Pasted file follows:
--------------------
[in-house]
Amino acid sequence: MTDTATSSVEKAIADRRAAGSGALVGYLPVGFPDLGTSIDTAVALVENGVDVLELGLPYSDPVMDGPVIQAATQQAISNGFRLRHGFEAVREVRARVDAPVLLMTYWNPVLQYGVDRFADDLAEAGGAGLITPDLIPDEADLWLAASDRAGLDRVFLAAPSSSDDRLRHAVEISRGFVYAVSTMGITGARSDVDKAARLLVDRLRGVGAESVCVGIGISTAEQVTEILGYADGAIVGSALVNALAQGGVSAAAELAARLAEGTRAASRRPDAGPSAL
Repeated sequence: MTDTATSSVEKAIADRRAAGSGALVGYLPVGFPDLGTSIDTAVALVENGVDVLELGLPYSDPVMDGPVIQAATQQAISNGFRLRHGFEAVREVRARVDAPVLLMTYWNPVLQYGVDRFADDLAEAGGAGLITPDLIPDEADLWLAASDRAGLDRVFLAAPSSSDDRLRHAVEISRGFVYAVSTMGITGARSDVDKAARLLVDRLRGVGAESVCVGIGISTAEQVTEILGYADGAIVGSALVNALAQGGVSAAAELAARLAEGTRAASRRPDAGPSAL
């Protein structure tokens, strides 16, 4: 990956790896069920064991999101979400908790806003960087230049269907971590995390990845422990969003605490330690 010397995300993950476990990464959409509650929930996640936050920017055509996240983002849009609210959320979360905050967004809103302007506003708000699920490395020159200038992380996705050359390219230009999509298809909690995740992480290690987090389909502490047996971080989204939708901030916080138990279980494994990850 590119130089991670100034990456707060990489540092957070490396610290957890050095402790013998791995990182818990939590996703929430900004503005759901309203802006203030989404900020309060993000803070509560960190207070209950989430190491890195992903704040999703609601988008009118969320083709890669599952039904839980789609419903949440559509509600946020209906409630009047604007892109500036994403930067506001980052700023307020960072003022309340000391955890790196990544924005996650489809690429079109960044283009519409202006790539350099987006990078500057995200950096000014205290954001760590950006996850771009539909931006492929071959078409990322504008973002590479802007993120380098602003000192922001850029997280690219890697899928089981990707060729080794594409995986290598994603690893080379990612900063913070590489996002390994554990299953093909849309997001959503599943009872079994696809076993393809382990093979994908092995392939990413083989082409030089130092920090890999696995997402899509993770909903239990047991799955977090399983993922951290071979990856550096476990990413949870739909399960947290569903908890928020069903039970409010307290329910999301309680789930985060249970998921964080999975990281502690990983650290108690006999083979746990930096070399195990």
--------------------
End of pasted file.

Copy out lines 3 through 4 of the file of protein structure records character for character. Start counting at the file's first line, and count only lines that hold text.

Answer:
Repeated sequence: MTDTATSSVEKAIADRRAAGSGALVGYLPVGFPDLGTSIDTAVALVENGVDVLELGLPYSDPVMDGPVIQAATQQAISNGFRLRHGFEAVREVRARVDAPVLLMTYWNPVLQYGVDRFADDLAEAGGAGLITPDLIPDEADLWLAASDRAGLDRVFLAAPSSSDDRLRHAVEISRGFVYAVSTMGITGARSDVDKAARLLVDRLRGVGAESVCVGIGISTAEQVTEILGYADGAIVGSALVNALAQGGVSAAAELAARLAEGTRAASRRPDAGPSAL
């Protein structure tokens, strides 16, 4: 990956790896069920064991999101979400908790806003960087230049269907971590995390990845422990969003605490330690 010397995300993950476990990464959409509650929930996640936050920017055509996240983002849009609210959320979360905050967004809103302007506003708000699920490395020159200038992380996705050359390219230009999509298809909690995740992480290690987090389909502490047996971080989204939708901030916080138990279980494994990850 590119130089991670100034990456707060990489540092957070490396610290957890050095402790013998791995990182818990939590996703929430900004503005759901309203802006203030989404900020309060993000803070509560960190207070209950989430190491890195992903704040999703609601988008009118969320083709890669599952039904839980789609419903949440559509509600946020209906409630009047604007892109500036994403930067506001980052700023307020960072003022309340000391955890790196990544924005996650489809690429079109960044283009519409202006790539350099987006990078500057995200950096000014205290954001760590950006996850771009539909931006492929071959078409990322504008973002590479802007993120380098602003000192922001850029997280690219890697899928089981990707060729080794594409995986290598994603690893080379990612900063913070590489996002390994554990299953093909849309997001959503599943009872079994696809076993393809382990093979994908092995392939990413083989082409030089130092920090890999696995997402899509993770909903239990047991799955977090399983993922951290071979990856550096476990990413949870739909399960947290569903908890928020069903039970409010307290329910999301309680789930985060249970998921964080999975990281502690990983650290108690006999083979746990930096070399195990």